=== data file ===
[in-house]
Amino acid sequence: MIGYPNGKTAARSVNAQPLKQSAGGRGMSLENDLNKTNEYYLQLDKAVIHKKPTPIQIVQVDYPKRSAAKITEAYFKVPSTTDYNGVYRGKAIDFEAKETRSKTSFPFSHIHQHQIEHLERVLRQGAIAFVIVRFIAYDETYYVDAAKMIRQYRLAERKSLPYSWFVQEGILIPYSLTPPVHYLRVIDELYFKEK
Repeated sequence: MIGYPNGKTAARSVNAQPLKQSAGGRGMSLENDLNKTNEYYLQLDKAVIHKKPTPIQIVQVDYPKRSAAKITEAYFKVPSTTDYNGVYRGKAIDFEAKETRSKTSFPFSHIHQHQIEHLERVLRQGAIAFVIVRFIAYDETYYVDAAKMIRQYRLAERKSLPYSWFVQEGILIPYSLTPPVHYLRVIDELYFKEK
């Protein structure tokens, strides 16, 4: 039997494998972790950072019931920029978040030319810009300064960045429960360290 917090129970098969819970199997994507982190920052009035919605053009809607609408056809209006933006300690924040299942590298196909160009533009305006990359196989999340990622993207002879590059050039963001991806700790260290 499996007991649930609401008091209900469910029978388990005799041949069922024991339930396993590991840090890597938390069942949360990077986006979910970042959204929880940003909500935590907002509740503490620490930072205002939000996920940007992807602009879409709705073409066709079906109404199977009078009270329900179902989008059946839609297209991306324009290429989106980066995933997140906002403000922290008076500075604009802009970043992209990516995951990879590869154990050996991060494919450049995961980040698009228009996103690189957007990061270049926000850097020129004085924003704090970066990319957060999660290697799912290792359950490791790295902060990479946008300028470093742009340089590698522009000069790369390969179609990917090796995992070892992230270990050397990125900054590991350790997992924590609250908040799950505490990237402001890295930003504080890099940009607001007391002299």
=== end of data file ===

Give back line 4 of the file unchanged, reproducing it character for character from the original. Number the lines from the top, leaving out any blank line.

């Protein structure tokens, strides 16, 4: 039997494998972790950072019931920029978040030319810009300064960045429960360290 917090129970098969819970199997994507982190920052009035919605053009809607609408056809209006933006300690924040299942590298196909160009533009305006990359196989999340990622993207002879590059050039963001991806700790260290 499996007991649930609401008091209900469910029978388990005799041949069922024991339930396993590991840090890597938390069942949360990077986006979910970042959204929880940003909500935590907002509740503490620490930072205002939000996920940007992807602009879409709705073409066709079906109404199977009078009270329900179902989008059946839609297209991306324009290429989106980066995933997140906002403000922290008076500075604009802009970043992209990516995951990879590869154990050996991060494919450049995961980040698009228009996103690189957007990061270049926000850097020129004085924003704090970066990319957060999660290697799912290792359950490791790295902060990479946008300028470093742009340089590698522009000069790369390969179609990917090796995992070892992230270990050397990125900054590991350790997992924590609250908040799950505490990237402001890295930003504080890099940009607001007391002299």